Mr. Neville: Some 30,000 people leave the land each year. This is a fact of life and, unfortunately, will continue to happen. I was speaking about the pre-movement test and the incentive to have this test carried out. I welcome the incentives introduced by the Minister. Farmers who insist on pre-movement or post-movement will be paid a greater level of compensation where a reactor is detected. It is appropriate that such incentives be given. It is also important that the small percentage of reactors are detected before they cause further infection to other herds.
There is broad agreement that the existing system has not worked. However, countries with climates and cattle populations similar to Ireland have eradicated TB. Why did this not occur in Ireland? Why is the incidence of TB in the Republic much greater than in Northern Ireland where factors such as climate, land, geography, breeds of cattle and types of feed are similar to those in the Republic? Despite the similarities, the incidence of TB in Northern Ireland is much lower. The difference is that the regulations in Northern Ireland are more stringent. Movement of cattle in Northern Ireland is more tightly controlled. In the  Republic the movement of cattle is much freer and more frequent. We have an extraordinary tradition of moving cattle, particularly beef cattle. Sources estimate that some beef cattle are moved up to seven times during their short lives. Perhaps that is an exaggeration, but they are certainly moved up to five or six times. Such movement, which occured due to traditional factors, should be discouraged because it promotes the spread of disease.
Our system for identifying animals must also be considered. It was questioned in the past and lags behind developments in other countries. We have a primitive system for checking and recording details relating to cattle. Such information is recorded on “blue” cards whose colour may have changed over the years, but they are still referred to in that way. Identification numbers should be computerised so that cattle can be instantly recognised in any part of the country. It is difficult to understand why this has not taken place. It is time we knew where each animal was sold, because every herd owner who purchased cattle from an infected herd should be contacted and the reactor traced when a breakdown occurs. This is not a new idea; it is in operation in Ireland and other EU countries.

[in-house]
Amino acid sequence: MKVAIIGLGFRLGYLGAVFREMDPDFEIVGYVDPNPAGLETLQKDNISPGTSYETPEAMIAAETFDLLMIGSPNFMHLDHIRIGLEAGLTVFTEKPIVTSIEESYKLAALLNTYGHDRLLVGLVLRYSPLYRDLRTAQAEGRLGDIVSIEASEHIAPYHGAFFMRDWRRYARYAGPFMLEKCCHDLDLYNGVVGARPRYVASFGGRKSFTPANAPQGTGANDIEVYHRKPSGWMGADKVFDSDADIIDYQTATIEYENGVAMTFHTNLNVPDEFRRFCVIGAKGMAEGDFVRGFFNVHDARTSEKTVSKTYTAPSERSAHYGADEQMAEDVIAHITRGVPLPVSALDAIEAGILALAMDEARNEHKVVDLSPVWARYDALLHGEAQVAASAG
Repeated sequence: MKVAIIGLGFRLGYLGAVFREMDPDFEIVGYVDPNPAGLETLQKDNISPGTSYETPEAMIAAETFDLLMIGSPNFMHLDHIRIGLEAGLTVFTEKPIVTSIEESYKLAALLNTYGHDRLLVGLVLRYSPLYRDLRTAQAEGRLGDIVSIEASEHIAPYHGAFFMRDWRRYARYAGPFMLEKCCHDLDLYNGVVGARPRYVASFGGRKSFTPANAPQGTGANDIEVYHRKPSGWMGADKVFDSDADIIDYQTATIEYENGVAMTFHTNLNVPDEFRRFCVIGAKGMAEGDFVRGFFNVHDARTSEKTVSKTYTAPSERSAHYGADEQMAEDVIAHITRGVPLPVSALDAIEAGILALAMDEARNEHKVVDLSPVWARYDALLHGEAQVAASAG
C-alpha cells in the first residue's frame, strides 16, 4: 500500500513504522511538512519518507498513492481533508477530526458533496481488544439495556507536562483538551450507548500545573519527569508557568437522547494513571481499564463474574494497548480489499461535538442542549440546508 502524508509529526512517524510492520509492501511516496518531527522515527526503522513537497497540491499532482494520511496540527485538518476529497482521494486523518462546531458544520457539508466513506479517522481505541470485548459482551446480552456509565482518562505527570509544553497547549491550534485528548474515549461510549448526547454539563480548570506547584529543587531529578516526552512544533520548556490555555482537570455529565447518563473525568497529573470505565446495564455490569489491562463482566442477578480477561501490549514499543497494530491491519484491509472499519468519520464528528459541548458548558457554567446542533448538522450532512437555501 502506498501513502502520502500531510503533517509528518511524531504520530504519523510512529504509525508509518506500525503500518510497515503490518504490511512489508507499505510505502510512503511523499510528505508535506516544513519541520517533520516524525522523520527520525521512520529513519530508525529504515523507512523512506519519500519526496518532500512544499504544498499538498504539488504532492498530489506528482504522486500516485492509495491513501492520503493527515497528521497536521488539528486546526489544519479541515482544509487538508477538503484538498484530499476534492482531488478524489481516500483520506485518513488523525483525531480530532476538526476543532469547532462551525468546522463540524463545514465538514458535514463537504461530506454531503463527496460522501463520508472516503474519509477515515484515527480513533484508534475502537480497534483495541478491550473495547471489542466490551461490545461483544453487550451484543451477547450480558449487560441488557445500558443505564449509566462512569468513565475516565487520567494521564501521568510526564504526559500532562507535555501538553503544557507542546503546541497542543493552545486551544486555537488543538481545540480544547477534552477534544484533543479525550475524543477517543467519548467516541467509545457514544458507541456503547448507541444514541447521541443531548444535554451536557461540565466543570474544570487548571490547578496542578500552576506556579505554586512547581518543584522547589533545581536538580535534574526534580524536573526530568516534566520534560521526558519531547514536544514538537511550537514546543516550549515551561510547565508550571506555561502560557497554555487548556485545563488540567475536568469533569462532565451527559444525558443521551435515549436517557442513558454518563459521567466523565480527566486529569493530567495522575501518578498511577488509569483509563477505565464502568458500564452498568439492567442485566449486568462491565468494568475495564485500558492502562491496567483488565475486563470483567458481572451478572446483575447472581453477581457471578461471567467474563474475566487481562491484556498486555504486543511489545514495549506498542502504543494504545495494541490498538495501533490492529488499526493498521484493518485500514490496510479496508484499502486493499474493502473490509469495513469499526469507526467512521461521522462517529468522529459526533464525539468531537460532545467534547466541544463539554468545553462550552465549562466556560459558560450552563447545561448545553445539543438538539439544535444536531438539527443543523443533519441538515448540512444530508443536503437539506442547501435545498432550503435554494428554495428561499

Other Members referred to the problem of wildlife. This issue was investigated in County Offaly and discussed on a previous occasion by the House. The Minister must continue to investigate the problem of wildlife. Farmers have generally taken a responsible role in the area of disease control. However, they become frustrated when they realise that badgers and deer are not being tested. It is also very frustrating when there is a sudden unexplainable outbreak of TB in a neighbouring herd which has not been brought in for testing in the past. Increased finance should be provided toward investigating the issue of wildlife. It is not fair to state that only badgers and deer are to blame. We must endeavour to discover the origin of such diseases.
 In conclusion, I welcome the scheme because the changes involved are long overdue. The scheme will not work without the co-operation of the Minister, the Department, veterinary surgeons, farmers and everyone involved in its operation. In the past, such schemes have not operated with 100 per cent co-operation. Anyone who states otherwise is not being true to the facts. The increases in the level of fines are important, as are the changes in the operation of the scheme. If we are to retain the largest possible number of farmers in rural Ireland we must tackle the issue of disease eradication. We must eradicate disease from every herd. We must also ensure that schemes operate properly with the full co-operation of all parties involved.
I do not wish to refer to the previous speaker's remarks regarding controversy in the beef industry. However, I was involved in the beef industry for 23 years and I am cognisant of the situation which pertains to it. I congratulate the Minister for Agriculture, Food and Forestry for the stand he made in that regard.
Mr. Dardis Mr. Dardis
Mr. Dardis: I have no objection to the Bill before the House. It is perfectly sensible and I do not intend to oppose it on Second Stage. However, I will comment on aspects of the Bill and the general question of bovine tuberculosis.
I will not repeat the catalogue which has been regularly recited in the past number of years. One of my first contributions on entering this House in 1989 related to bovine eradication. I recently reconsidered the statements made during that debate and it struck me that we have not moved forward in the interim. Many of the points made in that debate could be raised with equal validity today. The history of the attempts to eradicate bovine tuberculosis makes for disappointing reading. Enormous amounts of taxpayers' and farmers' money have been spent since 1954 in this regard. While some advances were made, there have also been many failures. We have not reached a point  where we can state that the disease has been or is almost eradicated.
One of the characteristics of many past contributions on this issue was that they contained an element of pointing the finger. Farmers point the finger at the Department, which points the finger at the veterinary surgeons, who point the finger at farmers and the Department and a vicious circle results. The reality is, however, that each sector, in attempting to eradicate the disease, shares culpability. No one is exempt from culpability. It could be argued that there are degrees of culpability, but it must be accepted that the various sectors have all been culpable. The taxpayer has been the victim in this situation.